Preventative Medicine For Paramedic

Principles of preventive medicine which are advocated for health promotion and achieving wellness are very simple. They include good and balanced nutrition, adequate physical activity, maintenance of normal weight, enough sleep and avoidance of addictive substances such as alcohol and tobacco. Integrative approach also includes culture-specific measures like yoga, acupuncture etc. If the principles are so simple, then it makes one wonder why they are not a part of everyone’s lifestyle and why is the incidence as well as prevalence of chronic non-communicable diseases increasing? Is there lack of awareness amongst people about the ‘right’ habits? Have unhealthy habits, despite awareness, become so ingrained in the behaviour that they have become part of the lifestyle and are difficult to get rid of (knowledge-action gap). In both of these situations, health care providers can play a role. Increasing incidence of lifestyle-related disorders among middle aged men especially calls for more strategies to deliver preventive health messages to this group and empower its representatives to take a more active role in preventive health care (Shi, Nakamura, &amp. Takano, 2004).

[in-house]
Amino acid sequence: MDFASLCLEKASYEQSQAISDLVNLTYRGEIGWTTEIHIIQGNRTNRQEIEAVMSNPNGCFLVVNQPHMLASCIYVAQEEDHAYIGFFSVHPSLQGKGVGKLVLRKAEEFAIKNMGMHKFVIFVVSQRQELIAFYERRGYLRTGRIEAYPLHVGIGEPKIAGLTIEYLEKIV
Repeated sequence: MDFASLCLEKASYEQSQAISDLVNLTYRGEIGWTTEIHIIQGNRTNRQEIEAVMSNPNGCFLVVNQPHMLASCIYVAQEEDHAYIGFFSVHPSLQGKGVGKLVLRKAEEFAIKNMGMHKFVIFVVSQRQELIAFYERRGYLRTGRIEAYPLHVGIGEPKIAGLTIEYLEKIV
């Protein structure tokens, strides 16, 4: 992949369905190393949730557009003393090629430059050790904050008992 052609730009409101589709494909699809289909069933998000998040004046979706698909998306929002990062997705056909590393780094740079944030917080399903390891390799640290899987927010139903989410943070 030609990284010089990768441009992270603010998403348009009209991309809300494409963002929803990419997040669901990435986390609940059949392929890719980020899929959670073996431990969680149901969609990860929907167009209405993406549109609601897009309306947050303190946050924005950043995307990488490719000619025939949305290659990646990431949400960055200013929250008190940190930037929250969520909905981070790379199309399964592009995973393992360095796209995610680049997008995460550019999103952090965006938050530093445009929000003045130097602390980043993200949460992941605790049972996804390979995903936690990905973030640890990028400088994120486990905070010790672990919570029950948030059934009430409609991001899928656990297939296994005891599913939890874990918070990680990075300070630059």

A 40 year old man who presents for an insurance assessment is a typical case scenario wherein a health care provider can actively engage in health promotion and education. Also, it is probably the only opportunity to engage in primary prevention as such a patient is very unlikely to visit the doctor unless ‘something is wrong with him’ (Fenner, 2011). A sedentary lifestyle combined with smoking puts him in at an increased risk of obesity, cardiovascular diseases, diabetes, respiratory diseases and cancers. Tobacco-free living and active living would be the two targets that are to be achieved in this individual for better health and wellness (National Prevention Council, 2010). First of all, in order to make the patient